The owners of New York Media, the publisher responsible for New York magazine and its various digital offshoots, may be considering putting the company up for sale.
According to the Wall Street Journal, the company is exploring various strategic options.
In an email to employees on Thursday following WSJ’s report, which was obtained by CNBC, CEO Pam Wasserstein said her family “would be happy to continue owning it for years to come,” but seemed to confirm that a sale was on the table.
“Partnering to support acquisitions or other ways of growing might make sense. Or it might not,” Wasserstein wrote. “The point is that I’m trying to make our company the best version of itself, as I know all of you are.”
A spokesperson for New York Media did not immediately return TheWrap’s request for comment, but the company provided the following statement to the Wall Street Journal: “We are focused on building our business organically, but we also explore investment interest and strategic opportunities as a general practice … Given the growth New York Media has seen, it makes sense for us to evaluate the market for opportunities to continue to develop the business.”
In addition to the print magazine, New York Media’s digital operation includes NYmag.com, pop culture site Vulture, lifestyle site The Cut and the food and restaurant Grub Street, among others.
Read the full email from Wasserstein below.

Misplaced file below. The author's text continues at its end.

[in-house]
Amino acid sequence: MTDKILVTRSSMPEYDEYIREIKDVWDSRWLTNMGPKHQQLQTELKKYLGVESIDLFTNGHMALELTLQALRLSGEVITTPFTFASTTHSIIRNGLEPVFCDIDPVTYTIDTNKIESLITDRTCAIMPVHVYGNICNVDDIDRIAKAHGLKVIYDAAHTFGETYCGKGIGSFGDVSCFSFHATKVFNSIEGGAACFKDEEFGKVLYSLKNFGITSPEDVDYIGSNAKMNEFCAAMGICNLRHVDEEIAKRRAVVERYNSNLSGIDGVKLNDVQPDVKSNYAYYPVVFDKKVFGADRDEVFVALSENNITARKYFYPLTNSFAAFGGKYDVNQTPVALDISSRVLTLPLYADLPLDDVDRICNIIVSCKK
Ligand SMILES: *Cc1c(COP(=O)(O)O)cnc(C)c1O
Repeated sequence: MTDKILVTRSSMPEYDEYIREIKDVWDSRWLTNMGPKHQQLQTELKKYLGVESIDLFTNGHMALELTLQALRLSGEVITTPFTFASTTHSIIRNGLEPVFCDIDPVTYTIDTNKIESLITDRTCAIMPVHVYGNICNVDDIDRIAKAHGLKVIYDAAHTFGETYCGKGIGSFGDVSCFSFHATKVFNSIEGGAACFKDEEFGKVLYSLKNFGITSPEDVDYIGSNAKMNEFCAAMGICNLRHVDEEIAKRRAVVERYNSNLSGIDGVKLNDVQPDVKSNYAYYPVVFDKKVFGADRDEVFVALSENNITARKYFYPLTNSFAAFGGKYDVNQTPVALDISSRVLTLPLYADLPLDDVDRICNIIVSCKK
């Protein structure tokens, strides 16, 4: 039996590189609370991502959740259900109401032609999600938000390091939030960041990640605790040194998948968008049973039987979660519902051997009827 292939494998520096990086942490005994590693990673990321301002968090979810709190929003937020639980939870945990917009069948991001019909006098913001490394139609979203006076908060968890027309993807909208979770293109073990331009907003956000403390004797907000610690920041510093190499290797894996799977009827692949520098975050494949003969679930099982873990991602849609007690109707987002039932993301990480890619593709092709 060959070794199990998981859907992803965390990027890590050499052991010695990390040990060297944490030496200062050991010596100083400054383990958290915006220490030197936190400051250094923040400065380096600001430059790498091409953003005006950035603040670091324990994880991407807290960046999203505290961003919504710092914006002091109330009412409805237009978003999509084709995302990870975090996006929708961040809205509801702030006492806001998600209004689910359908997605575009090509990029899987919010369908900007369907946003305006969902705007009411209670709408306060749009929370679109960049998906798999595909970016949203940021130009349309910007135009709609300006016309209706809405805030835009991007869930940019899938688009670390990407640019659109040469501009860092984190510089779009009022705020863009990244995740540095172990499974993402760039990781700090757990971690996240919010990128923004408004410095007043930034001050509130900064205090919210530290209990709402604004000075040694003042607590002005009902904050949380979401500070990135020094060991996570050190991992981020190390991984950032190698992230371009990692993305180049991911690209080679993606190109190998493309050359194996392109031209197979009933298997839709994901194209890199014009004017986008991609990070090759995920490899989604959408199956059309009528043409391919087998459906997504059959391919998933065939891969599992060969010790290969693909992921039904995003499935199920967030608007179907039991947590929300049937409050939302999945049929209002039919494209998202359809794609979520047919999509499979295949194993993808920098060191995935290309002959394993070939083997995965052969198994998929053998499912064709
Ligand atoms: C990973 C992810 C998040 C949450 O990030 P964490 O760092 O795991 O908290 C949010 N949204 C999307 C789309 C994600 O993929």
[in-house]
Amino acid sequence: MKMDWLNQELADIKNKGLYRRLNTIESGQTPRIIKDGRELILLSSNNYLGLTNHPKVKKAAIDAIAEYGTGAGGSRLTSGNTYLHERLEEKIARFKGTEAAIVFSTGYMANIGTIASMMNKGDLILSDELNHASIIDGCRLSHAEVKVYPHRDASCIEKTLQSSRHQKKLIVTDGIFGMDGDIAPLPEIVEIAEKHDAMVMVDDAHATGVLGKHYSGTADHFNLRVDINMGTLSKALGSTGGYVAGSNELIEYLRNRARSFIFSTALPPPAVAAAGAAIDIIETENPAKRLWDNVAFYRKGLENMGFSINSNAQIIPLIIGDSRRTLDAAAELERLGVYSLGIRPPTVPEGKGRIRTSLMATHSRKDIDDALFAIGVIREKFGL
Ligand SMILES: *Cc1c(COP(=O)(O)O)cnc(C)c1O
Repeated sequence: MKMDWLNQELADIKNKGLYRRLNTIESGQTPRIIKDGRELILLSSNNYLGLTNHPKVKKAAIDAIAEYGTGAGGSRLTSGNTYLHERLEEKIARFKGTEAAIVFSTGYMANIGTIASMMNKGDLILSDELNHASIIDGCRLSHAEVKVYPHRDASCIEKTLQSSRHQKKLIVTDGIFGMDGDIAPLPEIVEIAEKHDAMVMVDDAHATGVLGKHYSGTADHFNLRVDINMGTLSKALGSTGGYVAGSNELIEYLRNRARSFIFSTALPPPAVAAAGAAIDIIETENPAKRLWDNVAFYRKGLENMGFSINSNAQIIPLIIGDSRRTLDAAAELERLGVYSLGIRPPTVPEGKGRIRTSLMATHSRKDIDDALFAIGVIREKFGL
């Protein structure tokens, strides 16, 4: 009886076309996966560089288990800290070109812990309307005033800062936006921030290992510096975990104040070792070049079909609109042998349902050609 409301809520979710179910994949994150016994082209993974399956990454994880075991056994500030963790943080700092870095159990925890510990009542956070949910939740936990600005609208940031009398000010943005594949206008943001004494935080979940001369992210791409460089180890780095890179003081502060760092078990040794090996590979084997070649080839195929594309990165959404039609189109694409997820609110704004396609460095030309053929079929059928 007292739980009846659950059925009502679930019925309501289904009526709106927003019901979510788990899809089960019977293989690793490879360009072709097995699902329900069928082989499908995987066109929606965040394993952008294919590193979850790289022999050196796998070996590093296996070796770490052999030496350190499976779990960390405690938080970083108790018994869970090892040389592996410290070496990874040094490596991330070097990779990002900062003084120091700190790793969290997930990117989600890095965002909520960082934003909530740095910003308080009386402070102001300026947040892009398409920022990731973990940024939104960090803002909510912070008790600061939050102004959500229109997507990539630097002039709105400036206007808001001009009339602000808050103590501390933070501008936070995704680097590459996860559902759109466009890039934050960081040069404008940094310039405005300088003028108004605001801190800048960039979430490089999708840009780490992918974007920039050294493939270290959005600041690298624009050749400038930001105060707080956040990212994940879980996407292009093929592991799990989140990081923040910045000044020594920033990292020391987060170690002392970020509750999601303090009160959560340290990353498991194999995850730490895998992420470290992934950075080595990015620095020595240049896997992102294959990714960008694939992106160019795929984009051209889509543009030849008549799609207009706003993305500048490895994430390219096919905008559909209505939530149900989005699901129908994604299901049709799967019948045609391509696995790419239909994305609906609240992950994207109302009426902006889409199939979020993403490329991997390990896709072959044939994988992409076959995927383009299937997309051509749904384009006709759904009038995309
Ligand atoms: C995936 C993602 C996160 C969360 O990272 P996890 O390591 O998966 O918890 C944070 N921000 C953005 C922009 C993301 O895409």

The Wall Street Journal published an article today about the company. I wanted to expand a bit more on that for internal purposes. My family has owned this business since 2004. We very much believe in this exceptional institution; we are proud owners and would be happy to continue owning it for years to come. As we discussed at the Town Hall last month, we are investing into a number of growth initiatives for the company, taking advantage of the moment and the strength of the business we’ve built together.
We are ambitious for this place. It’s fairly standard that everyone talks to everyone in media, but I’ve stepped up participation a bit this year in order to be opportunistic about what path we take to build (buying Splitsider earlier this year is an example of learning about market opportunities and taking advantage of it). Partnering to support acquisitions or other ways of growing might make sense. Or it might not. The point is that I’m trying to make our company the best version of itself, as I know all of you are.